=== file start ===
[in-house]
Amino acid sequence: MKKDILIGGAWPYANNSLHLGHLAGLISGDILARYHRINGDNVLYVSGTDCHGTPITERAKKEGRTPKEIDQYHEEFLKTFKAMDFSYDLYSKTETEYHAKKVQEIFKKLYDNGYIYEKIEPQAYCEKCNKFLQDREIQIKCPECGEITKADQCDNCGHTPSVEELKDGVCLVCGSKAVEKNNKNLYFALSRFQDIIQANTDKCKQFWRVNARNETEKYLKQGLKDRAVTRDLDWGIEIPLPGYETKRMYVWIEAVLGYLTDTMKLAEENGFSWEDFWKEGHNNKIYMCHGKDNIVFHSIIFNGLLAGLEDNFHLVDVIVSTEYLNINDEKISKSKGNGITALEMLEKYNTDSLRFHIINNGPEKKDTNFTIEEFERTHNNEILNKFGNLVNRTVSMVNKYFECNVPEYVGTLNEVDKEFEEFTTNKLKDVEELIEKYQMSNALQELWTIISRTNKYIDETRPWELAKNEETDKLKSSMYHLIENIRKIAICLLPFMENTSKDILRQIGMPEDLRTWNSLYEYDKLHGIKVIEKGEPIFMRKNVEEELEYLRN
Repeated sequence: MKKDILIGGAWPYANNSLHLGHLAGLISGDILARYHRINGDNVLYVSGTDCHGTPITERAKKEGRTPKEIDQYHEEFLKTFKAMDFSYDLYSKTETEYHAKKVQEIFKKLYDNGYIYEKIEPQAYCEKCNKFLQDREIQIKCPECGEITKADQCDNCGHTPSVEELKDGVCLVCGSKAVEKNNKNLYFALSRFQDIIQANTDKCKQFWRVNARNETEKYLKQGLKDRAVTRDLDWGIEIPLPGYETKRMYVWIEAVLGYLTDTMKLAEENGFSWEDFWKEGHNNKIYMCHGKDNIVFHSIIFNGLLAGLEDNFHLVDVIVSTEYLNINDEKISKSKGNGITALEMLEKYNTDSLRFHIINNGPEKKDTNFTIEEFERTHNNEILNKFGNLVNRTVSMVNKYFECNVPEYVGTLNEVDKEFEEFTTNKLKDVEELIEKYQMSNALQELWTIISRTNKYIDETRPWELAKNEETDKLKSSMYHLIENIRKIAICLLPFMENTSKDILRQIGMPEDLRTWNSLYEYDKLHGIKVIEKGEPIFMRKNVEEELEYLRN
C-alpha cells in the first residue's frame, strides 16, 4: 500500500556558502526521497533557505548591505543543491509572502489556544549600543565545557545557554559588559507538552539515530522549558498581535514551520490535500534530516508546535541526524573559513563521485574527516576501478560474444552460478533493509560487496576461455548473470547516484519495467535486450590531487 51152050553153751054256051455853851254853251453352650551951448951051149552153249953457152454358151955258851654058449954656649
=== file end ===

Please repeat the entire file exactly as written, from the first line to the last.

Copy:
[in-house]
Amino acid sequence: MKKDILIGGAWPYANNSLHLGHLAGLISGDILARYHRINGDNVLYVSGTDCHGTPITERAKKEGRTPKEIDQYHEEFLKTFKAMDFSYDLYSKTETEYHAKKVQEIFKKLYDNGYIYEKIEPQAYCEKCNKFLQDREIQIKCPECGEITKADQCDNCGHTPSVEELKDGVCLVCGSKAVEKNNKNLYFALSRFQDIIQANTDKCKQFWRVNARNETEKYLKQGLKDRAVTRDLDWGIEIPLPGYETKRMYVWIEAVLGYLTDTMKLAEENGFSWEDFWKEGHNNKIYMCHGKDNIVFHSIIFNGLLAGLEDNFHLVDVIVSTEYLNINDEKISKSKGNGITALEMLEKYNTDSLRFHIINNGPEKKDTNFTIEEFERTHNNEILNKFGNLVNRTVSMVNKYFECNVPEYVGTLNEVDKEFEEFTTNKLKDVEELIEKYQMSNALQELWTIISRTNKYIDETRPWELAKNEETDKLKSSMYHLIENIRKIAICLLPFMENTSKDILRQIGMPEDLRTWNSLYEYDKLHGIKVIEKGEPIFMRKNVEEELEYLRN
Repeated sequence: MKKDILIGGAWPYANNSLHLGHLAGLISGDILARYHRINGDNVLYVSGTDCHGTPITERAKKEGRTPKEIDQYHEEFLKTFKAMDFSYDLYSKTETEYHAKKVQEIFKKLYDNGYIYEKIEPQAYCEKCNKFLQDREIQIKCPECGEITKADQCDNCGHTPSVEELKDGVCLVCGSKAVEKNNKNLYFALSRFQDIIQANTDKCKQFWRVNARNETEKYLKQGLKDRAVTRDLDWGIEIPLPGYETKRMYVWIEAVLGYLTDTMKLAEENGFSWEDFWKEGHNNKIYMCHGKDNIVFHSIIFNGLLAGLEDNFHLVDVIVSTEYLNINDEKISKSKGNGITALEMLEKYNTDSLRFHIINNGPEKKDTNFTIEEFERTHNNEILNKFGNLVNRTVSMVNKYFECNVPEYVGTLNEVDKEFEEFTTNKLKDVEELIEKYQMSNALQELWTIISRTNKYIDETRPWELAKNEETDKLKSSMYHLIENIRKIAICLLPFMENTSKDILRQIGMPEDLRTWNSLYEYDKLHGIKVIEKGEPIFMRKNVEEELEYLRN
C-alpha cells in the first residue's frame, strides 16, 4: 500500500556558502526521497533557505548591505543543491509572502489556544549600543565545557545557554559588559507538552539515530522549558498581535514551520490535500534530516508546535541526524573559513563521485574527516576501478560474444552460478533493509560487496576461455548473470547516484519495467535486450590531487 51152050553153751054256051455853851254853251453352650551951448951051149552153249953457152454358151955258851654058449954656649